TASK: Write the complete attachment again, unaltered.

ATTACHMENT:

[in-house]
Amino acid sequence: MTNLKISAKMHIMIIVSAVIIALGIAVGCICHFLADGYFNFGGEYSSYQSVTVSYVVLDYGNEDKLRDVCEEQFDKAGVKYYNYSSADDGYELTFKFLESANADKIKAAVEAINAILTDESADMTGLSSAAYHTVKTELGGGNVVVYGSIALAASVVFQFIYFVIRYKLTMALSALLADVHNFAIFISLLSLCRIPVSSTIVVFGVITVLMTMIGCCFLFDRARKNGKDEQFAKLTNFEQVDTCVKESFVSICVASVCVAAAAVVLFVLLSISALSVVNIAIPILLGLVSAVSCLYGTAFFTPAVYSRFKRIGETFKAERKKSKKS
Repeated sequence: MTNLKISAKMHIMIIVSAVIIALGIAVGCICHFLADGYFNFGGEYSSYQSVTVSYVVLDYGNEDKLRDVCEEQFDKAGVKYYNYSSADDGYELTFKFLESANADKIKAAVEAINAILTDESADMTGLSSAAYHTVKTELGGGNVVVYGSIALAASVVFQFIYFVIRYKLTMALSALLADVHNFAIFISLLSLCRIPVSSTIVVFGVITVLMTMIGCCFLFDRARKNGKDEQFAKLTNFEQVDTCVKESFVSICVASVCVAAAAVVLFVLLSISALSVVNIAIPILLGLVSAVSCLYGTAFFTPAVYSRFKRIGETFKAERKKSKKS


[in-house]
Amino acid sequence: MTNLKISAKMHIMIIVSAVIIALGIAVGCICHFLADGYFNFGGEYSSYQSVTVSYVVLDYGNEDKLRDVCEEQFDKAGVKYYNYSSADDGYELTFKFLESANADKIKAAVEAINAILTDESADMTGLSSAAYHTVKTELGGGNVVVYGSIALAASVVFQFIYFVIRYKLTMALSALLADVHNFAIFISLLSLCRIPVSSTIVVFGVITVLMTMIGCCFLFDRARKNGKDEQFAKLTNFEQVDTCVKESFVSICVASVCVAAAAVVLFVLLSISALSVVNIAIPILLGLVSAVSCLYGTAFFTPAVYSRFKRIGETFKAERKKSKKS
Repeated sequence: MTNLKISAKMHIMIIVSAVIIALGIAVGCICHFLADGYFNFGGEYSSYQSVTVSYVVLDYGNEDKLRDVCEEQFDKAGVKYYNYSSADDGYELTFKFLESANADKIKAAVEAINAILTDESADMTGLSSAAYHTVKTELGGGNVVVYGSIALAASVVFQFIYFVIRYKLTMALSALLADVHNFAIFISLLSLCRIPVSSTIVVFGVITVLMTMIGCCFLFDRARKNGKDEQFAKLTNFEQVDTCVKESFVSICVASVCVAAAAVVLFVLLSISALSVVNIAIPILLGLVSAVSCLYGTAFFTPAVYSRFKRIGETFKAERKKSKKS